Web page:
Tooth Injuries

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Tooth Injuries

  1. 1. P.D.H.P.E Assessment Task 4: First Aid By Thomas Barlow
  2. 2. Teeth Injuries
  3. 3. <ul><li>Tooth Injuries may be defined as damage to teeth from the result of falls, accidents and other mishaps. </li></ul><ul><li>These types of occurrences may lead to teeth becoming chipped, cracked, partially displaced or completely removed from the socket in the mouth. </li></ul>Introduction
  4. 4. Signs & Symptoms <ul><li>In most cases, the signs of a tooth injury can be physically seen. But in other situations, that might not always be the case. For example, where a person has had a concussion, the primary incisors have been known to change colour, also after a concussion, a sign of damage to a tooth is feeling pain when tapped with a dental instrument. </li></ul><ul><li>A Subluxation is when a tooth is loosened but not knocked out of place. A symptom of this could be bleeding around the top of the tooth. </li></ul>
  5. 5. Signs & Symptoms <ul><li>Fractures to the teeth are also a common injury to attain from accidents, such as a sharp blow to the head from balls etc. </li></ul><ul><li>If the fracture travelled to the enamel and dentin, this could lead to an increase in sensitivity of that tooth to food and drinks (hot or cold) or air. </li></ul><ul><li>Severe fractures of the teeth which have lead to the pulp can cause bleeding in that area or may cause the formation of a small red spot. </li></ul>
  6. 6. Management Techniques <ul><li>Avulsion – Complete dislodge of teeth </li></ul><ul><li>Gently clean away any dirt from the tooth with milk, saline, water or victim’s saliva. </li></ul><ul><li>Place tooth back into open socket, if possible. If unable, keep moist in either milk, saline, water or victim’s saliva. If unavailable, wrap in aluminium foil. </li></ul><ul><li>Victim should now be assessed by dental care at the first available opportunity. </li></ul><ul><li>Remember To Only Handle The Tooth By The Crown. </li></ul>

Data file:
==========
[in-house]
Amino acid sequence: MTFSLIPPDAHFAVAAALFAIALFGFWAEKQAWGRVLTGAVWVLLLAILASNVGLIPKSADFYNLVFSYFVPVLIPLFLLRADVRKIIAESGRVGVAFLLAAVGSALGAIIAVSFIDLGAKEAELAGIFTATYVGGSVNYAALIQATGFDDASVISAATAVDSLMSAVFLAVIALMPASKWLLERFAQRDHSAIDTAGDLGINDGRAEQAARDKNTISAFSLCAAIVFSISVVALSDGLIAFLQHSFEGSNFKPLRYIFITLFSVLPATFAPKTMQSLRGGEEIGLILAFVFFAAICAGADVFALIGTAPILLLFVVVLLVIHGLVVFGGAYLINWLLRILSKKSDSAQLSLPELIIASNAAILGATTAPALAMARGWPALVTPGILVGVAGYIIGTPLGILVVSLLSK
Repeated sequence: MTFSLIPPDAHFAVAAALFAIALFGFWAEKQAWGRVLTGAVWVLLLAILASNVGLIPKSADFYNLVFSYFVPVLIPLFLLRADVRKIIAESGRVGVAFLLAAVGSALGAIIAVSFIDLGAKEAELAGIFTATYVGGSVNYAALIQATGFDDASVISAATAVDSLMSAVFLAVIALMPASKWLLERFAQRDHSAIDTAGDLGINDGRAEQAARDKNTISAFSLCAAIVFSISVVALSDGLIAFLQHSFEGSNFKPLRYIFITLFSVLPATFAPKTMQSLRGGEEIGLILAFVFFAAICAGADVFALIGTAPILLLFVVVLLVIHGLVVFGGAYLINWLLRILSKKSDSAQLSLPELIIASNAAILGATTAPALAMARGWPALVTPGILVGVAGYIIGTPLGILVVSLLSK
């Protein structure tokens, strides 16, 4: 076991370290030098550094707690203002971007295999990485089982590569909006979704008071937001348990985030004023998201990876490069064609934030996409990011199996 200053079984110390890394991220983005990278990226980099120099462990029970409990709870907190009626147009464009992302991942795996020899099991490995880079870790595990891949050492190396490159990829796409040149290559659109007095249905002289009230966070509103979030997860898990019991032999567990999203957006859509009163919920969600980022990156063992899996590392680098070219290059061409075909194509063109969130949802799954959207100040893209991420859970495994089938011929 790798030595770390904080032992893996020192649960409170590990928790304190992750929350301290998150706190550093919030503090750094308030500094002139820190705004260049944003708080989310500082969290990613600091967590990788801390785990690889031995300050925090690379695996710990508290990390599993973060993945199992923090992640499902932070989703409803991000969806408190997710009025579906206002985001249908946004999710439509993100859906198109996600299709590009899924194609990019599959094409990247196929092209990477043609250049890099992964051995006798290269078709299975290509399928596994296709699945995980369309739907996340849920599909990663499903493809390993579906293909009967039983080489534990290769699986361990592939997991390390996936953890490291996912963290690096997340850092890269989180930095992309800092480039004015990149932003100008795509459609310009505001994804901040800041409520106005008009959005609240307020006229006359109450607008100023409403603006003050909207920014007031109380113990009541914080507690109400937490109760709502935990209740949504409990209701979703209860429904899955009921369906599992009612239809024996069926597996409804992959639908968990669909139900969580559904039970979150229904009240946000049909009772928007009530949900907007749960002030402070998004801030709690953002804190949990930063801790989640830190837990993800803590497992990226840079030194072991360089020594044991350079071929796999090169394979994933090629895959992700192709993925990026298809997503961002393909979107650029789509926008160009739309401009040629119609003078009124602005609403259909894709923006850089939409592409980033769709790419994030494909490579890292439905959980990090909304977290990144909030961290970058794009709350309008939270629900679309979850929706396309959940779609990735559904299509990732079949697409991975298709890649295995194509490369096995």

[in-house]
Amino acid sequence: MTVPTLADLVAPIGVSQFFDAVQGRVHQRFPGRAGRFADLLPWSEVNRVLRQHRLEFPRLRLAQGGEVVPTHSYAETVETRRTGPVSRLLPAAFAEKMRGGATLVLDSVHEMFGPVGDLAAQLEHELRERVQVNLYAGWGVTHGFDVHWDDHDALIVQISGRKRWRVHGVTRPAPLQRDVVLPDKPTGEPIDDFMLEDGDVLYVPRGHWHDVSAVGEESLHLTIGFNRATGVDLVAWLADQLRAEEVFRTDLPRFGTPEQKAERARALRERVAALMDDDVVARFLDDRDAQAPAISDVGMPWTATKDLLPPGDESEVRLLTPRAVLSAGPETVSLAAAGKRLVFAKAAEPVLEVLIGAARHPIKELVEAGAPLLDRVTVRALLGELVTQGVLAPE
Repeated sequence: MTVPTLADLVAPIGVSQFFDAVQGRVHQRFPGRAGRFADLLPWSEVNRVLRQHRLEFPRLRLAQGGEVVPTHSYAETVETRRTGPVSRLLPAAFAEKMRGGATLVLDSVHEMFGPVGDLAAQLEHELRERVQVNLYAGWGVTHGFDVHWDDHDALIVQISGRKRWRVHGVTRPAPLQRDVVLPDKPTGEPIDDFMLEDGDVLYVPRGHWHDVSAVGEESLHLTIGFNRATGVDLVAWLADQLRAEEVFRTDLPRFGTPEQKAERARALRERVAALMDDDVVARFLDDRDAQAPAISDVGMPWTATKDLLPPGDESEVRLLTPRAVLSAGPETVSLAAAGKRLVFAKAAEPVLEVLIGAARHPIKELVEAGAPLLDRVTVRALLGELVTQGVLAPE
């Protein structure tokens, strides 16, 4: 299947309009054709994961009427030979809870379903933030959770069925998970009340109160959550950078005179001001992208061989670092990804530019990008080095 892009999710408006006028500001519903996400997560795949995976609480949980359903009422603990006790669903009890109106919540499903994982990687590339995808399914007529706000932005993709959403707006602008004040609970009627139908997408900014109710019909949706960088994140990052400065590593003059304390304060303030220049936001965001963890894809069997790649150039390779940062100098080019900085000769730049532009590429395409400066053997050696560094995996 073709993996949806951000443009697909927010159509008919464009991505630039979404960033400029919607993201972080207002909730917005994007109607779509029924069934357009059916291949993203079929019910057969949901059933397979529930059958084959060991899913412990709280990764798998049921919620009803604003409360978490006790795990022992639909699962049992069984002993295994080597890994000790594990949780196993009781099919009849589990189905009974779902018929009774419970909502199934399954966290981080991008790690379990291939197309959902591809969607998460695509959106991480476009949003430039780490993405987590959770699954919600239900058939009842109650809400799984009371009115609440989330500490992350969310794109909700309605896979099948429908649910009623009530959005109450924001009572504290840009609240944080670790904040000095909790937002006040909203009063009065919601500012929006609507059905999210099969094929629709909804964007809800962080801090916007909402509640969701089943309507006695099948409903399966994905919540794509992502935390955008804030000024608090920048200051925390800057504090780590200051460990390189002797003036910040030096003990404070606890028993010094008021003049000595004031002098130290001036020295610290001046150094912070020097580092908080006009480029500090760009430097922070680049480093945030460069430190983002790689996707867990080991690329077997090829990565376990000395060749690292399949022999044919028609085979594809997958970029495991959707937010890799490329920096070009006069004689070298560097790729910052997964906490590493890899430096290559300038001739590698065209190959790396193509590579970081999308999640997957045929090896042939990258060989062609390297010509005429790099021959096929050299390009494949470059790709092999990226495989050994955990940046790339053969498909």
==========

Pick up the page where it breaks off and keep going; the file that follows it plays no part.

7. 7. <ul><li>Chipped Teeth </li></ul><ul><li>Recover and store the broken tooth fragments to aid the dentist. (These can be temporarily, but securely attached back onto the tooth). </li></ul><ul><li>Seek the advice of a dentist at the earliest opportunity. </li></ul><ul><li>Luxation – Tooth loosened or pushed out of position </li></ul><ul><li>Move the tooth into the correct position as soon as possible. </li></ul><ul><li>Stabilise the tooth if necessary, by: </li></ul><ul><ul><li>BEST – By using a Splinting Disc. </li></ul></ul><ul><ul><li>2 nd BEST - Biting into a towel. </li></ul></ul><ul><ul><li>3 rd BEST - Hold the tooth in place by using finger pressure. </li></ul></ul>
  8. 8. <ul><li>Remember: </li></ul><ul><li>DO NOT store the tooth in dry gauze or tissue. </li></ul><ul><li>DO NOT touch the roots. (Yellow areas) </li></ul><ul><li>DO NOT scrape or rub the root surface. </li></ul><ul><li>DO NOT scrub the tooth. </li></ul><ul><li>DO NOT sterilise the tooth. </li></ul><ul><li>DO NOT allow the tooth to dry out. </li></ul>
  9. 9. The End
  10. 10. Bibliography <ul><li>http://www.sma.org.au/sportstrainers/hints/teeth.asp Retrieved: 27/08/08 (Online) ‘Sports Medicine Australia’ </li></ul><ul><li>Royal Life Saving Book – (Offline) Retrieved: 29/08/08 </li></ul><ul><li>http://yourtotalhealth.ivillage.com/tooth-injuries.html?pageNum=6#6 Retrieved: 01/09/08 (Online) ‘Your Total Health’ </li></ul>

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